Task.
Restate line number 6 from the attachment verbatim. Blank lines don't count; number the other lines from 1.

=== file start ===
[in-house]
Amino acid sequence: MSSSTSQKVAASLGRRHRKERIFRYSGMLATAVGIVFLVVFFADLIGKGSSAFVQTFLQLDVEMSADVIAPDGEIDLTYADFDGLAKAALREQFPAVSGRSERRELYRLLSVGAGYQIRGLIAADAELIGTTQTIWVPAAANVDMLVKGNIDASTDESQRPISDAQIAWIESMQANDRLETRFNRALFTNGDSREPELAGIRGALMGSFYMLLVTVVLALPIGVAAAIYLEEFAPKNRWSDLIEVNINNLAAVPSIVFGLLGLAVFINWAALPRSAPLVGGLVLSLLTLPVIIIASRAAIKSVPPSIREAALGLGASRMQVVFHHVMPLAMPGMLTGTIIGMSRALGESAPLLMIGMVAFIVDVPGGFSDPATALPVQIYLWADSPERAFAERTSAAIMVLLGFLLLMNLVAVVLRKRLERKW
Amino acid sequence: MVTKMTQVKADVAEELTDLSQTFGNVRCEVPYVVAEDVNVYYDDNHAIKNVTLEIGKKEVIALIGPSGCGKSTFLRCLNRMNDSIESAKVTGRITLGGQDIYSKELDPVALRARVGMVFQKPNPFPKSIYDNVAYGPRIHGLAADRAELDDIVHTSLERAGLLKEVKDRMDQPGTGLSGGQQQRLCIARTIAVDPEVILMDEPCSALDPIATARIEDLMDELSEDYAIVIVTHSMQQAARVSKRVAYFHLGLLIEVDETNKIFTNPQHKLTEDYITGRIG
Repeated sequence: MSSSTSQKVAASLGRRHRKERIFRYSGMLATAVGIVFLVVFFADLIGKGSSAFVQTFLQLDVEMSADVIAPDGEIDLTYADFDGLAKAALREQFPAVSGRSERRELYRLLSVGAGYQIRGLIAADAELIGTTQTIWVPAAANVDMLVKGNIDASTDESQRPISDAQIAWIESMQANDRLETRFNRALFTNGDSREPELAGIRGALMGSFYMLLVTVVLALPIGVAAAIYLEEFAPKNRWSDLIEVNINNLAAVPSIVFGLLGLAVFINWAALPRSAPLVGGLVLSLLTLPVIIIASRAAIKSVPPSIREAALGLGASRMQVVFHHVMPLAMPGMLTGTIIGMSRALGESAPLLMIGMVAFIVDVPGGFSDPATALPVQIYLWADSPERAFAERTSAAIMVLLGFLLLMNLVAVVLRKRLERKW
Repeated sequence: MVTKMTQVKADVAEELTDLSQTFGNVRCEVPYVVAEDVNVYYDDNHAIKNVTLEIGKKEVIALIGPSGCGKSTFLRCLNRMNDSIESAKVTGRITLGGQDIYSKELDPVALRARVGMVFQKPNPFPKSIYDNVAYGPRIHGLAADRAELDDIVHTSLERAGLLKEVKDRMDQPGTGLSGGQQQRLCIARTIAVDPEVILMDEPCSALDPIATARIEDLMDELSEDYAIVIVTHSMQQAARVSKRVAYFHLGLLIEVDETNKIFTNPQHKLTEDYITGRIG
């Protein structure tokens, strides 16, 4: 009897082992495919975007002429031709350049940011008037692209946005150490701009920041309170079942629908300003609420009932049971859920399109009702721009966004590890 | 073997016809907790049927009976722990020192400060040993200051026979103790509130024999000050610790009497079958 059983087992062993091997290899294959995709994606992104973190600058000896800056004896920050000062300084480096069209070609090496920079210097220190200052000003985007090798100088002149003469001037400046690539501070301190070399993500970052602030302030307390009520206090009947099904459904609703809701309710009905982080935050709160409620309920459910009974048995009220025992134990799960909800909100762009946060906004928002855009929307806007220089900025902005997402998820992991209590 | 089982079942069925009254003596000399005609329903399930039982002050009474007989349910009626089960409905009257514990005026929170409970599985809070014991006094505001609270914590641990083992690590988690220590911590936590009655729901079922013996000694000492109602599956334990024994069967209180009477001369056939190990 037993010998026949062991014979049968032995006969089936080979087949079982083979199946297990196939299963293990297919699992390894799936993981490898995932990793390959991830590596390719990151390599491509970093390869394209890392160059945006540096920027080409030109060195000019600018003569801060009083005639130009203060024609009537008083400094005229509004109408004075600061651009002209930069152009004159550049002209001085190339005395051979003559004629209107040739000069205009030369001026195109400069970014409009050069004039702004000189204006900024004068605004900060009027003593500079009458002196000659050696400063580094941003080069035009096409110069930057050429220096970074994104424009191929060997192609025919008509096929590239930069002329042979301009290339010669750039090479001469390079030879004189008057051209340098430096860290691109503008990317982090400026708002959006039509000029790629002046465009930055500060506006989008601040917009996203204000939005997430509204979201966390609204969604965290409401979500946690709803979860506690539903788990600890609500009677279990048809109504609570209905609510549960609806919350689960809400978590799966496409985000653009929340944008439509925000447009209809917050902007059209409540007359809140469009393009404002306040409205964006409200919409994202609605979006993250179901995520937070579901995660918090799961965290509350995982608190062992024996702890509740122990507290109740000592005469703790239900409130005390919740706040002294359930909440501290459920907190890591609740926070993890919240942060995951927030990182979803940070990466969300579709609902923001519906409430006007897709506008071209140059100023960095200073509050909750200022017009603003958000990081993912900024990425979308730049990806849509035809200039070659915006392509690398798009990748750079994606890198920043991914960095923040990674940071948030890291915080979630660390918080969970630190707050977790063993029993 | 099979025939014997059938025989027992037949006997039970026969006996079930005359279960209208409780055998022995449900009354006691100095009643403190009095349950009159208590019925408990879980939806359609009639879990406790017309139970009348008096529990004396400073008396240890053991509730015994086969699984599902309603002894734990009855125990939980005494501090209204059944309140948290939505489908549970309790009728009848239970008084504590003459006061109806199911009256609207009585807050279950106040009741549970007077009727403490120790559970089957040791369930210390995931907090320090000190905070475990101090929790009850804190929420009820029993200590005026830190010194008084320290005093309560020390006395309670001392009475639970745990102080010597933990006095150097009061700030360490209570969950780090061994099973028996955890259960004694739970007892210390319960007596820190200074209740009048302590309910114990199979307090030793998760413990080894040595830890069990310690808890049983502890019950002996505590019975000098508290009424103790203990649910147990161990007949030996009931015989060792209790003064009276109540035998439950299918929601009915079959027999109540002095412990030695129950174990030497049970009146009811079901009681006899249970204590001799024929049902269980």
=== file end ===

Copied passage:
């Protein structure tokens, strides 16, 4: 009897082992495919975007002429031709350049940011008037692209946005150490701009920041309170079942629908300003609420009932049971859920399109009702721009966004590890 | 073997016809907790049927009976722990020192400060040993200051026979103790509130024999000050610790009497079958 059983087992062993091997290899294959995709994606992104973190600058000896800056004896920050000062300084480096069209070609090496920079210097220190200052000003985007090798100088002149003469001037400046690539501070301190070399993500970052602030302030307390009520206090009947099904459904609703809701309710009905982080935050709160409620309920459910009974048995009220025992134990799960909800909100762009946060906004928002855009929307806007220089900025902005997402998820992991209590 | 089982079942069925009254003596000399005609329903399930039982002050009474007989349910009626089960409905009257514990005026929170409970599985809070014991006094505001609270914590641990083992690590988690220590911590936590009655729901079922013996000694000492109602599956334990024994069967209180009477001369056939190990 037993010998026949062991014979049968032995006969089936080979087949079982083979199946297990196939299963293990297919699992390894799936993981490898995932990793390959991830590596390719990151390599491509970093390869394209890392160059945006540096920027080409030109060195000019600018003569801060009083005639130009203060024609009537008083400094005229509004109408004075600061651009002209930069152009004159550049002209001085190339005395051979003559004629209107040739000069205009030369001026195109400069970014409009050069004039702004000189204006900024004068605004900060009027003593500079009458002196000659050696400063580094941003080069035009096409110069930057050429220096970074994104424009191929060997192609025919008509096929590239930069002329042979301009290339010669750039090479001469390079030879004189008057051209340098430096860290691109503008990317982090400026708002959006039509000029790629002046465009930055500060506006989008601040917009996203204000939005997430509204979201966390609204969604965290409401979500946690709803979860506690539903788990600890609500009677279990048809109504609570209905609510549960609806919350689960809400978590799966496409985000653009929340944008439509925000447009209809917050902007059209409540007359809140469009393009404002306040409205964006409200919409994202609605979006993250179901995520937070579901995660918090799961965290509350995982608190062992024996702890509740122990507290109740000592005469703790239900409130005390919740706040002294359930909440501290459920907190890591609740926070993890919240942060995951927030990182979803940070990466969300579709609902923001519906409430006007897709506008071209140059100023960095200073509050909750200022017009603003958000990081993912900024990425979308730049990806849509035809200039070659915006392509690398798009990748750079994606890198920043991914960095923040990674940071948030890291915080979630660390918080969970630190707050977790063993029993 | 099979025939014997059938025989027992037949006997039970026969006996079930005359279960209208409780055998022995449900009354006691100095009643403190009095349950009159208590019925408990879980939806359609009639879990406790017309139970009348008096529990004396400073008396240890053991509730015994086969699984599902309603002894734990009855125990939980005494501090209204059944309140948290939505489908549970309790009728009848239970008084504590003459006061109806199911009256609207009585807050279950106040009741549970007077009727403490120790559970089957040791369930210390995931907090320090000190905070475990101090929790009850804190929420009820029993200590005026830190010194008084320290005093309560020390006395309670001392009475639970745990102080010597933990006095150097009061700030360490209570969950780090061994099973028996955890259960004694739970007892210390319960007596820190200074209740009048302590309910114990199979307090030793998760413990080894040595830890069990310690808890049983502890019950002996505590019975000098508290009424103790203990649910147990161990007949030996009931015989060792209790003064009276109540035998439950299918929601009915079959027999109540002095412990030695129950174990030497049970009146009811079901009681006899249970204590001799024929049902269980």